Additional profile information on Alfred Thompson at Google+
Microsoft’s new Pre-Collegiate Faculty Connection site is where K-12 educators can access resources developed for middle school and high school technology, computer science and math teachers. It's actually been open for a while but only last week did a discussion forum capability get added. To me the ability for teachers to talk and share ideas and ask questions was and is a key component of any community site. So now that a forum is available I thought it time to talk about it.
Besides the forum one of the other key pieces of this site is the Academic Resource Center. At the ARC teachers can find a variety of curriculum resources from individual units and supplemental materials to complete courses. There is some very good stuff there that has been used at schools all over the world. It's worth checking out.
The forum can be accessed several ways. If you visit the site and click on the Forum menu item you will be taken to a web based reader/writer for contributing. You can also go directly to Microsoft's community forum at this link. If you are an old school Internet user and are comfortable with USENET style news groups you can add microsoft.public.facultyconnection.k-12teachers to your newsgroup reader. (I use Outlook Express myself.) If your current NNTP server does not show microsoft.public.facultyconnection.k-12teachers then create a link to msnews.microsoft.com and you should find it easily. A few people have joined the conversation already but more are always welcome. Come help build a community.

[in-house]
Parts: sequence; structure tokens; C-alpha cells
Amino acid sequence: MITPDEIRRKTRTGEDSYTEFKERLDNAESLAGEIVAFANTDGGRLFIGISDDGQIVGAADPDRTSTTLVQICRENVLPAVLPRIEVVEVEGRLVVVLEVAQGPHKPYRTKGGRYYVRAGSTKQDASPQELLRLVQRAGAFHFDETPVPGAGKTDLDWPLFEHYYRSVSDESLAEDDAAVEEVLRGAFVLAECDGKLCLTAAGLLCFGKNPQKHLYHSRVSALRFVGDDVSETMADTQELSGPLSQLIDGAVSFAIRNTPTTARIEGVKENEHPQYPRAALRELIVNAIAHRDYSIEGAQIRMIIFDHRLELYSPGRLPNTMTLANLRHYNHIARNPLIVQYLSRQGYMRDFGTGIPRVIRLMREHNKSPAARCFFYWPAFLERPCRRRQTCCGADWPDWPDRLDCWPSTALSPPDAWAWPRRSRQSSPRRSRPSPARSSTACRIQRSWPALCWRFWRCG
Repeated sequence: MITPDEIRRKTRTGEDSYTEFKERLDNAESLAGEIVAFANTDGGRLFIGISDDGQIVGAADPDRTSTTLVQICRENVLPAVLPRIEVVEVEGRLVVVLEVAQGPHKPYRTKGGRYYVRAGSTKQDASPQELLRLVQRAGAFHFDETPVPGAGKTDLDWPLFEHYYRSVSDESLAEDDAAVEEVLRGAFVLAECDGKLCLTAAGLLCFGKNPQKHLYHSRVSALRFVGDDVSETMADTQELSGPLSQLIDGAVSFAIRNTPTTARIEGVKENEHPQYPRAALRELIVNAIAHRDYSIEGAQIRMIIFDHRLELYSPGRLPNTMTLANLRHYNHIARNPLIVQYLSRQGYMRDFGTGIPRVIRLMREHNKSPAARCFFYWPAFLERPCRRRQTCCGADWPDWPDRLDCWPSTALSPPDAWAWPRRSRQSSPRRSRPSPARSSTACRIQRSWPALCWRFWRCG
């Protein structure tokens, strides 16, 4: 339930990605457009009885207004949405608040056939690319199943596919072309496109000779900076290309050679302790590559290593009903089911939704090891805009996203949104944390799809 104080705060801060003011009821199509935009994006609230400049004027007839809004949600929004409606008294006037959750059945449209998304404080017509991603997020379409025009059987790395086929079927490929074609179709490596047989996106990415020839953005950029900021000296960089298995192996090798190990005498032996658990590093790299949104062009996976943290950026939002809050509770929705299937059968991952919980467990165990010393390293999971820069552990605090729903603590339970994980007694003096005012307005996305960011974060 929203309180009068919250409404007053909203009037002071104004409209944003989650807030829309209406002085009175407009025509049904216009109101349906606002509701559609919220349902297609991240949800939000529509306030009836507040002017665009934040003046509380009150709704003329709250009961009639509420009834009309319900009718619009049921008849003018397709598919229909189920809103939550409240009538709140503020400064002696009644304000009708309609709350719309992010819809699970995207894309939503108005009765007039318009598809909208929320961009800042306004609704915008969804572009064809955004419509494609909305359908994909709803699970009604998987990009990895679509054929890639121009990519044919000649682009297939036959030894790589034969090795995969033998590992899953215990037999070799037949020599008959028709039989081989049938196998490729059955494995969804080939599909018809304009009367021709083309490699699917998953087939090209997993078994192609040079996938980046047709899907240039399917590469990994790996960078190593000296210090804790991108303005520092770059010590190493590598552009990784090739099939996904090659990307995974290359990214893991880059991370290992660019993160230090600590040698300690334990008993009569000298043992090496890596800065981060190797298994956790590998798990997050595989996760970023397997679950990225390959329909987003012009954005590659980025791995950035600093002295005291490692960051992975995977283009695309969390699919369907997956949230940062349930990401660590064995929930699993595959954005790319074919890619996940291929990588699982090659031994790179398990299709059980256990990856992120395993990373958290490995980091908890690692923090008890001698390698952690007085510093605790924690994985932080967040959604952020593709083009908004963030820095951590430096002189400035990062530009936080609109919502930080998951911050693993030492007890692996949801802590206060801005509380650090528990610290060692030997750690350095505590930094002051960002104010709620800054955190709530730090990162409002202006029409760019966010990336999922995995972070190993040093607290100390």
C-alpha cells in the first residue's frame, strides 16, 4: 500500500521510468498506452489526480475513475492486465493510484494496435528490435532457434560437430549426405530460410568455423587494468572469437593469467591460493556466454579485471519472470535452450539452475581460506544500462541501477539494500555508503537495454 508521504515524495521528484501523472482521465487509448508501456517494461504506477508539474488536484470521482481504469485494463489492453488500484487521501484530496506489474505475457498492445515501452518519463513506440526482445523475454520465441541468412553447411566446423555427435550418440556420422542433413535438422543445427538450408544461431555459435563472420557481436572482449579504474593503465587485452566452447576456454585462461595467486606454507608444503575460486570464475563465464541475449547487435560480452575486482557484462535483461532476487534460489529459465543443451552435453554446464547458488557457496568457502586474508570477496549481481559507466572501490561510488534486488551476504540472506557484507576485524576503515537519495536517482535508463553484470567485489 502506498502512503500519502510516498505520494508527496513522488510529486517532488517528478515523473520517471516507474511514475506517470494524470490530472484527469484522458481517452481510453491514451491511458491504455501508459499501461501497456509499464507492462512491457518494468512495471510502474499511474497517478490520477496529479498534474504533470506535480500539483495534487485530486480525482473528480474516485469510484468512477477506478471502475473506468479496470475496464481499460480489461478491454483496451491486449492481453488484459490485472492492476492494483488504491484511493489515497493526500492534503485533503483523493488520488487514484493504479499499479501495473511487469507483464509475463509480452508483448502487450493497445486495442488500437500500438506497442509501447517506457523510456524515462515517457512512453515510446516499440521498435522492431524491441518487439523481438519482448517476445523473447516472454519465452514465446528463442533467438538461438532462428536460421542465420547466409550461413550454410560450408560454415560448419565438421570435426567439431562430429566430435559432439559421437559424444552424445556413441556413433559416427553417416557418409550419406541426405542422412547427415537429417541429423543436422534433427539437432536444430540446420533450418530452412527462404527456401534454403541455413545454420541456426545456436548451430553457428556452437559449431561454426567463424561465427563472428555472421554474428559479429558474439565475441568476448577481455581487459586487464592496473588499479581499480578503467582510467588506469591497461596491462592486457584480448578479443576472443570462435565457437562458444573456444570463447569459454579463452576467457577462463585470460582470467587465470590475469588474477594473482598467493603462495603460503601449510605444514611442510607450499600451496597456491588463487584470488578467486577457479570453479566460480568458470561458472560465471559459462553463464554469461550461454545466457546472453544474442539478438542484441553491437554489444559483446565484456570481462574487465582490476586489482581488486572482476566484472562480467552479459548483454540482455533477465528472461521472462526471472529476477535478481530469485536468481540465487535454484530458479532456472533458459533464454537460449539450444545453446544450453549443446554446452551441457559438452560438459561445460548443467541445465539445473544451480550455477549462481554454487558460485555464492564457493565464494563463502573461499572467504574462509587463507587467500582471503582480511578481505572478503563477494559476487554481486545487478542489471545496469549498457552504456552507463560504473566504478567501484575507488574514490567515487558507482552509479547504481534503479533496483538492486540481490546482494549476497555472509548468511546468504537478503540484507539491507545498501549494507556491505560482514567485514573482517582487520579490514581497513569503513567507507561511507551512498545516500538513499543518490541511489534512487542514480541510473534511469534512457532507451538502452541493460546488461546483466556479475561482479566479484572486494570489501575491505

Back in November I listed some high school computer science teacher blogs that I am following. At the top of my list was Brian Scarbeau about whom I said "does not post a lot but I always find a lot of value in what he does post." Well lately he's been a blogging house of fire. He recently started teaching a course on game development using XNA with his advanced students. They are learning C# as the programming language and also learning a lot about the various concepts that go into making a modern game. From what I am reading in his blog it looks like students and teacher are both learning a lot and having a lot of fun.
It's not a cake walk course - Brian expects a lot from students - but it seems like it is working out well. I know a number of other teachers who are using games and XNA in their courses these days but Brian is the one blogging about it. I'd love to hear from and about other courses using game development as well.
I'll be seeing some more high school teachers who are interested in game development in their courses on Microsoft's Game Development in Computer Science conference the end of February. Kathleen Weaver who is also on my list of high school computer science teachers is also going to be on the cruise. She's already blogging about that and I expect she will have a lot to say about what she learns on the cruise.
Last week I found something that may be of interest to school and district technology coordinators and CIOs. At the Higher Education West Technology blog I found a link to something called the Education Test Drive. This is a site that lets people "see first-hand how SharePoint and Exchange can be used to develop a learning community within an institution." I think that most people know about Exchange but SharePoint is a particularly useful but under well-known application that I think has amazing potential on school environments.
There are a number of tutorials there that should be of interest to IT administrators. And the nice thing is that you can run them when and where you have some free time. And I know that finding free time is difficult but not having to travel or to work around someone else's schedule should be handy for people.